Baseball America has been a staple in the baseball media since 1981. They cover all levels of baseball in both print and digital media formats, publishing a bi-weekly magazine as well as annual reference publications including such titles as the Baseball America Almanac, Baseball America Prospect Handbook, Baseball America Directory and the Super Register. Their articles are also published on their website which contains a paywall but is well worth the cost for anyone interested in the finer points of the game. Their coverage of amateur and minor league baseball has no peer in the industry, and their Top 100 Prospects listings are always must-read articles for fans who want to keep a pulse on the game’s brightest future talent. Their first list of 2019 is due to be published this week, and the Padres organization has never contained as much talent as it does right now. With this list due to drop in a couple of days, we can take a look at which Padres farmhands might be mentioned.
The new list should be a minor shuffling of the most recent update which was published last September, and we have some data that can help narrow it down. The most recent update to their listings was released last September, when Padres players occupied nine slots. Those players, along with their rankings, were: #2 Fernando Tatis Jr., #20 Mackenzie Gore, #23 Francisco Mejia, #24 Adrian Morejon, #29 Luis Urias, #67 Logan Allen, #70 Michel Baez, and #78 Josh Naylor. The Top 100 list is compiled using input from every member of their editorial staff who are scattered around the baseball landscape compiling scouting reports and conducting interviews with everyone in the industry from General Managers down to international scouts. Among those writers is Kyle Glaser, who is the resident expert on the Padres organization. He published an organizational Top 10 list earlier this month, and he was kind enough to defend it both in a lengthy chat session as well as a podcast, both of which are well worth the time of any fan of Padres prospects. His list doesn’t quite line up with the September Top 100 rankings when you look closely. Tatis and Gore are #1-2 just like in most lists around the industry, but he now has Luis Urias at #3, ahead of #4 Francisco Mejia and #5 Adrian Morejon. It may be a little nitpicky, but that order is different form the Mejia-Morejon-Urias order in the Top 100. He lists Chris Paddack at #6 followed by Luis Patino, who didn’t appear on the MLB Top 100 list at all. Logan Allen comes in at #8, followed by Josh Naylor at #9, and Cal Quantrill at #10. Quantrill didn’t make the Top 100 list but Michel Baez did, and Glaser left Baez off.
Prospect ranking is a tricky and nebulous thing. Evaluators tend to sort players into groups by their perceived “future value” and then order the players from there. At the top, players like Vladimir Guerrero Jr. and Eloy Jimenez tend to be grouped with Fernando Tatis Jr., and their relative merits and weaknesses can be argued against each other. The most elite talents are rare, so those groups at the top are small. Most evaluators agree that Tatis is an elite-level prospect, and his performance through the AA level last year has cemented his reputation as one of the game’s top prospects. When you see a player like Mackenzie Gore ranked #20 while Francisco Mejia is at #22 (from the September listing) it’s a case of apples and oranges where you have to compare a precocious 19-year-old pitcher struggling with his first season in pro ball but the talent that could make him an Ace one day against a catcher with a half-decade’s track record in the minors plus some major league appearances that establish a reliable floor. Nobody grades players the same, everyone disagrees on things like injury risk and long-term projections, and in the end a bunch of great articles are written to allow a reader to form their own opinion. It really is a great time to be a baseball fan. With all that said, here’s this writer’s take on who will make the cut and why:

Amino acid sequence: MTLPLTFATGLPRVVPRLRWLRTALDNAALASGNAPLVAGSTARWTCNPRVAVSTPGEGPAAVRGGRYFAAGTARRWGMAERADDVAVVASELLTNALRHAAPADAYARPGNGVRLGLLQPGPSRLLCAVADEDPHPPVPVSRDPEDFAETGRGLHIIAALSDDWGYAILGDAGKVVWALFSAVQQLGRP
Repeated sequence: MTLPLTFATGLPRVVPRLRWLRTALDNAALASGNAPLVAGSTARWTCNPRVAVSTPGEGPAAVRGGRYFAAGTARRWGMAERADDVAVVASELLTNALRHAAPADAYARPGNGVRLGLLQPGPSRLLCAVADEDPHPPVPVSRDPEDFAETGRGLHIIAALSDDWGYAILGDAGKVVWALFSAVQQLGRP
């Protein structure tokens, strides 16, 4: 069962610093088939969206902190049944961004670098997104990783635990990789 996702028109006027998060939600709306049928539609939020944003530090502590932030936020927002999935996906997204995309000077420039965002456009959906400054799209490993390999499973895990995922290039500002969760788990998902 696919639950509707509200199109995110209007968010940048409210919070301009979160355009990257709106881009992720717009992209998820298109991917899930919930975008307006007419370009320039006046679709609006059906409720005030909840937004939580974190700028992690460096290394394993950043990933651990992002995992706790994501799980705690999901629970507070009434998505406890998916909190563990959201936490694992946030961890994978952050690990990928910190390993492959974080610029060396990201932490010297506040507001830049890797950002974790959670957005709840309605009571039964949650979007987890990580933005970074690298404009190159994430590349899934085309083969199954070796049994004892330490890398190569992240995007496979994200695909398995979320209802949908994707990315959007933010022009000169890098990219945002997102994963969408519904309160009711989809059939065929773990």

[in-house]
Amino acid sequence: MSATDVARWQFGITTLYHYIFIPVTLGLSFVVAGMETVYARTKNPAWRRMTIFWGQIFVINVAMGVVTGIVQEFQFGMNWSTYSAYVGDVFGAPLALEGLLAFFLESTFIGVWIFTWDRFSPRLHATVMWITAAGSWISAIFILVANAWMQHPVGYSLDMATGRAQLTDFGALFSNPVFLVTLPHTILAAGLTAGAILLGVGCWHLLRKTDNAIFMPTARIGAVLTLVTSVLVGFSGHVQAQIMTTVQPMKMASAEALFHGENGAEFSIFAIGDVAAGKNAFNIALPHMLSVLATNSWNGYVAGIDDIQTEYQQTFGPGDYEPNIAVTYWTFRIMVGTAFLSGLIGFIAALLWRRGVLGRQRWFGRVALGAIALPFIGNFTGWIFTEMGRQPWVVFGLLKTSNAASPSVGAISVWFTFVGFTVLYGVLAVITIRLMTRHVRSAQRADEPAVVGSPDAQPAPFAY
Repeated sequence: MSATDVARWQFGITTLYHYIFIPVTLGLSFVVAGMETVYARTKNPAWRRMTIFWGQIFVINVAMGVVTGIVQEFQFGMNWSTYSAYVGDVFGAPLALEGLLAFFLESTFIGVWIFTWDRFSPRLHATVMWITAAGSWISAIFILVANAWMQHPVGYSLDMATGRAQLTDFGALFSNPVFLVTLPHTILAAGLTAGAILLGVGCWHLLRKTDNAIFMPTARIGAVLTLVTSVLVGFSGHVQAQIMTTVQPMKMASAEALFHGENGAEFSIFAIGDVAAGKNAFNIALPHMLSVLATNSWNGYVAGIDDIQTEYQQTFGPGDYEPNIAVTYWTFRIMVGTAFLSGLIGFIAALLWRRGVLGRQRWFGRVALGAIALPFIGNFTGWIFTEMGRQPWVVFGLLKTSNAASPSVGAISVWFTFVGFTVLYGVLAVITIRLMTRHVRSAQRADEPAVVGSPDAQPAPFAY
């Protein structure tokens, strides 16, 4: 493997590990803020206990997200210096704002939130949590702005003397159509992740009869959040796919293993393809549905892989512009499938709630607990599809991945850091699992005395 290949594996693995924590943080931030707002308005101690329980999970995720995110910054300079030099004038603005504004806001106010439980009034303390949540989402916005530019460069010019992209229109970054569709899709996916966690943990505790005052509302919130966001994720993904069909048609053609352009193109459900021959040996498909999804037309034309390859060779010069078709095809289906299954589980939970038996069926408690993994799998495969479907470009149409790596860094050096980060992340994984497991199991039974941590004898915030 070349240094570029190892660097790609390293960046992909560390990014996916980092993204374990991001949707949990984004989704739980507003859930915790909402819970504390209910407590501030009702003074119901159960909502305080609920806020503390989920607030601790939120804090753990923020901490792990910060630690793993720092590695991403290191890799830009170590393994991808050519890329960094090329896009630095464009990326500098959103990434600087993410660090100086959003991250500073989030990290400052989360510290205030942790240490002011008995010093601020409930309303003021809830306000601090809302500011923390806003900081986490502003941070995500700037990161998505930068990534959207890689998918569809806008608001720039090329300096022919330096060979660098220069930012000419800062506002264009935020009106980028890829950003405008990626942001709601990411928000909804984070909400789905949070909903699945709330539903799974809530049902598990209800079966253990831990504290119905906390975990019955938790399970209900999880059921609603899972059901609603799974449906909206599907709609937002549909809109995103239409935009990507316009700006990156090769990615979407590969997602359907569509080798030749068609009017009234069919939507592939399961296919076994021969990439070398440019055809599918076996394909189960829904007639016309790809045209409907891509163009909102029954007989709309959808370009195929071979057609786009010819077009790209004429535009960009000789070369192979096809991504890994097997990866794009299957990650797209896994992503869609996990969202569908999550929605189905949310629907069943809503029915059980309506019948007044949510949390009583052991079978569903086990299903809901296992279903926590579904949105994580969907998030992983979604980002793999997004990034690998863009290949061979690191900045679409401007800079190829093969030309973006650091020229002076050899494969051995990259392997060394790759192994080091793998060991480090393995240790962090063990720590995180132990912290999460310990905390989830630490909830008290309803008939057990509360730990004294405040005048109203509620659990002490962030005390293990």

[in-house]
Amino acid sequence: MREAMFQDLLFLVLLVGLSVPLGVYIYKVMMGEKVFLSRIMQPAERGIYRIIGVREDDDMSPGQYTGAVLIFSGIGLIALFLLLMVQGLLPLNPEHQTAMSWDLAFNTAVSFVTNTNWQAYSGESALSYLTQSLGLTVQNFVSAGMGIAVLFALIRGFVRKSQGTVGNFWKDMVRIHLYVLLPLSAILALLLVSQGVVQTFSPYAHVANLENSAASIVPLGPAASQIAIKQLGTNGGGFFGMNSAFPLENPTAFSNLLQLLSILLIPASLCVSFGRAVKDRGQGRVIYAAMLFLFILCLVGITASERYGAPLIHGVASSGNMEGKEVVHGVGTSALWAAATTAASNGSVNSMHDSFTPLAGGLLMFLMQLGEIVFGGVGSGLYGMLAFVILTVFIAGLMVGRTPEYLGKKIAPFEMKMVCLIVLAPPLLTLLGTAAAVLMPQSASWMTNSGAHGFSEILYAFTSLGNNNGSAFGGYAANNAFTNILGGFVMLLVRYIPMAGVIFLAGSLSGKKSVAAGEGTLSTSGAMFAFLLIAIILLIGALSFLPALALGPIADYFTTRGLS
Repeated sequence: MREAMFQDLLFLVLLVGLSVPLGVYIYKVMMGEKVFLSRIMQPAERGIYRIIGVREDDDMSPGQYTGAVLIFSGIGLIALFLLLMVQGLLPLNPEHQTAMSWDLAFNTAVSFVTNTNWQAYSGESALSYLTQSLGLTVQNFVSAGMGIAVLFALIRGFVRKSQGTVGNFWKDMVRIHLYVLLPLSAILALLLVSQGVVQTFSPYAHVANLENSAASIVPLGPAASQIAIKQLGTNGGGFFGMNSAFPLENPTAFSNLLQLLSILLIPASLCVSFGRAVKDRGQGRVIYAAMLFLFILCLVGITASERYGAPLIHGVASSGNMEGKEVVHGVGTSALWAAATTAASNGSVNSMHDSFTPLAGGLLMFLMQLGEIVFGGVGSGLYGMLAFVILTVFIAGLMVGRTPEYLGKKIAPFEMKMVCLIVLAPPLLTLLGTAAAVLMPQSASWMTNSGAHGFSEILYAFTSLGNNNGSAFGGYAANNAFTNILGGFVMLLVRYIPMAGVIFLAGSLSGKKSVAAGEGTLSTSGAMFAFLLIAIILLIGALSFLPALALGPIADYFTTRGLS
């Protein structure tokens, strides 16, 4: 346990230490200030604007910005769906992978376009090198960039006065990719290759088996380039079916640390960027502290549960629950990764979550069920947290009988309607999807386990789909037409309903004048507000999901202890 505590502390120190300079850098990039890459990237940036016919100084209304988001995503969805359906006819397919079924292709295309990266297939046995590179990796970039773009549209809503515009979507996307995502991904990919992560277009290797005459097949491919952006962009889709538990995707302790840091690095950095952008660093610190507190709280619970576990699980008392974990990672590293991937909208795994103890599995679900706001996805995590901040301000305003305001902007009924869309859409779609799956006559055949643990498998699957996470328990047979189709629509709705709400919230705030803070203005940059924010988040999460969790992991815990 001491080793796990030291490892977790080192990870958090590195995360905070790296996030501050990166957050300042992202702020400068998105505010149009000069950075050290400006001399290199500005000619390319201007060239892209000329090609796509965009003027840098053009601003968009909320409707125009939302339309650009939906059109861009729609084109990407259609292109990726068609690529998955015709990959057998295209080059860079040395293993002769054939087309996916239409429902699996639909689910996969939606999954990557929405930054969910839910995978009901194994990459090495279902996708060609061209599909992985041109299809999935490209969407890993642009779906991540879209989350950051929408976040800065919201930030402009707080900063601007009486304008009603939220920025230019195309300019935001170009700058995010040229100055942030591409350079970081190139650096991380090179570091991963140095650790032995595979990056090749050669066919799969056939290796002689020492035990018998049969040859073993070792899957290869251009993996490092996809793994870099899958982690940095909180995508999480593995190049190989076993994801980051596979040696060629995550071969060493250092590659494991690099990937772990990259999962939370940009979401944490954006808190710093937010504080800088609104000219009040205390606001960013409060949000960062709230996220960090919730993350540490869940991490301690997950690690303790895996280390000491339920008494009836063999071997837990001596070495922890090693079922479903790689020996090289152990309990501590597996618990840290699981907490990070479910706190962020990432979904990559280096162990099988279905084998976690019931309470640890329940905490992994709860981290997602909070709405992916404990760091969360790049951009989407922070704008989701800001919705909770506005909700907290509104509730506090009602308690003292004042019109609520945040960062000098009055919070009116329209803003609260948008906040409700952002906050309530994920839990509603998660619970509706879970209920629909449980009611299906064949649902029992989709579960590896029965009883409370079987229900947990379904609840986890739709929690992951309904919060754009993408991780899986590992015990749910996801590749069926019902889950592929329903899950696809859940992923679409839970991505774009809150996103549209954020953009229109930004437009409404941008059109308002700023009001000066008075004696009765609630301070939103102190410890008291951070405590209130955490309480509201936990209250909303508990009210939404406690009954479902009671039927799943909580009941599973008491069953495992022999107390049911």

The Chosen One
Fernando Tatis Jr. (SS) is one of the top prospects in all of baseball. The only question here is going to be the number next to his name. He burst onto the scene in 2017 by dominating the single-A Midwest League and showed the talent and poise that gave Padres player development staff confidence to skip Advanced Single-A Lake Elsinore altogether. As a 19-year-old shortstop in the AA Texas League in 2018, he recovered from a rough April to hit .327/.400/.572 with 13 home runs and 16 stolen bases in only 64 games against competition that was on average five years older than him. His 2018 season was cut short by a thumb injury that required surgery, but he’s looking just fine in the Dominican Winter League, winning the MVP of the Round Robin round of their postseason while doing ridiculous things in a heated environment and against veteran competition. The brilliance with the bat was met with consistently excellent defense at shortstop, one of the game’s most challenging posts. His ability to excel and adapt so quickly and at such a high level leaves little doubt that he will develop into a star player with the potential to be a perennial All-Star. The only question with Tatis is going to be the spot on the rankings. Vladimir Guerrero Jr. has established himself as one of the best-hitting prospects the game has seen in quite some time. Eloy Jimenez has light-tower power that will make him an immediate impact hitter in the majors. Tatis is younger than both and hasn’t reached AAA like the others, but the speed and defense that he brings, along with all the intangibles, can build a strong argument to carry him to the top of any list.